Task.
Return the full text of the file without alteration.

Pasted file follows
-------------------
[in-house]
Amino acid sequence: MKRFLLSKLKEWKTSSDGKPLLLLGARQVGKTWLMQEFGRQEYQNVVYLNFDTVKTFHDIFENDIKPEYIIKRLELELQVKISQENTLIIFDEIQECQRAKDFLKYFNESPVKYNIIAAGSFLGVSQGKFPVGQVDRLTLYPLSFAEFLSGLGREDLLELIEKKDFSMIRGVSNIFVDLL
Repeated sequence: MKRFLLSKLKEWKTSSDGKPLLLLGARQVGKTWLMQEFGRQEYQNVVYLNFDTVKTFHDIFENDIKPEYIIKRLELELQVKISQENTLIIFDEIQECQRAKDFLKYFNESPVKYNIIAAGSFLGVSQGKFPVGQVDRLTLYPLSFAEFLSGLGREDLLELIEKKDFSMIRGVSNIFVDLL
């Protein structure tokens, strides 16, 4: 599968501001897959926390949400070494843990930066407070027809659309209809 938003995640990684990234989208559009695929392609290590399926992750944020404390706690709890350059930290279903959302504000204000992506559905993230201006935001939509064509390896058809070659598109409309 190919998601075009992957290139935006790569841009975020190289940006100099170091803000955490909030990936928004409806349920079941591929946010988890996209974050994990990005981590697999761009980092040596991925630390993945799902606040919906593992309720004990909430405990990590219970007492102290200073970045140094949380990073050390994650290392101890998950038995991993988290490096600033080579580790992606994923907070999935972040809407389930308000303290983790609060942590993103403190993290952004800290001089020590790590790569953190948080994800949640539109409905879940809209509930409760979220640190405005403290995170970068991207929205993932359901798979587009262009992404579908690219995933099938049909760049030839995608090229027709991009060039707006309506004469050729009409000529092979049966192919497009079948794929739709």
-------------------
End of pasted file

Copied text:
[in-house]
Amino acid sequence: MKRFLLSKLKEWKTSSDGKPLLLLGARQVGKTWLMQEFGRQEYQNVVYLNFDTVKTFHDIFENDIKPEYIIKRLELELQVKISQENTLIIFDEIQECQRAKDFLKYFNESPVKYNIIAAGSFLGVSQGKFPVGQVDRLTLYPLSFAEFLSGLGREDLLELIEKKDFSMIRGVSNIFVDLL
Repeated sequence: MKRFLLSKLKEWKTSSDGKPLLLLGARQVGKTWLMQEFGRQEYQNVVYLNFDTVKTFHDIFENDIKPEYIIKRLELELQVKISQENTLIIFDEIQECQRAKDFLKYFNESPVKYNIIAAGSFLGVSQGKFPVGQVDRLTLYPLSFAEFLSGLGREDLLELIEKKDFSMIRGVSNIFVDLL
């Protein structure tokens, strides 16, 4: 599968501001897959926390949400070494843990930066407070027809659309209809 938003995640990684990234989208559009695929392609290590399926992750944020404390706690709890350059930290279903959302504000204000992506559905993230201006935001939509064509390896058809070659598109409309 190919998601075009992957290139935006790569841009975020190289940006100099170091803000955490909030990936928004409806349920079941591929946010988890996209974050994990990005981590697999761009980092040596991925630390993945799902606040919906593992309720004990909430405990990590219970007492102290200073970045140094949380990073050390994650290392101890998950038995991993988290490096600033080579580790992606994923907070999935972040809407389930308000303290983790609060942590993103403190993290952004800290001089020590790590790569953190948080994800949640539109409905879940809209509930409760979220640190405005403290995170970068991207929205993932359901798979587009262009992404579908690219995933099938049909760049030839995608090229027709991009060039707006309506004469050729009409000529092979049966192919497009079948794929739709």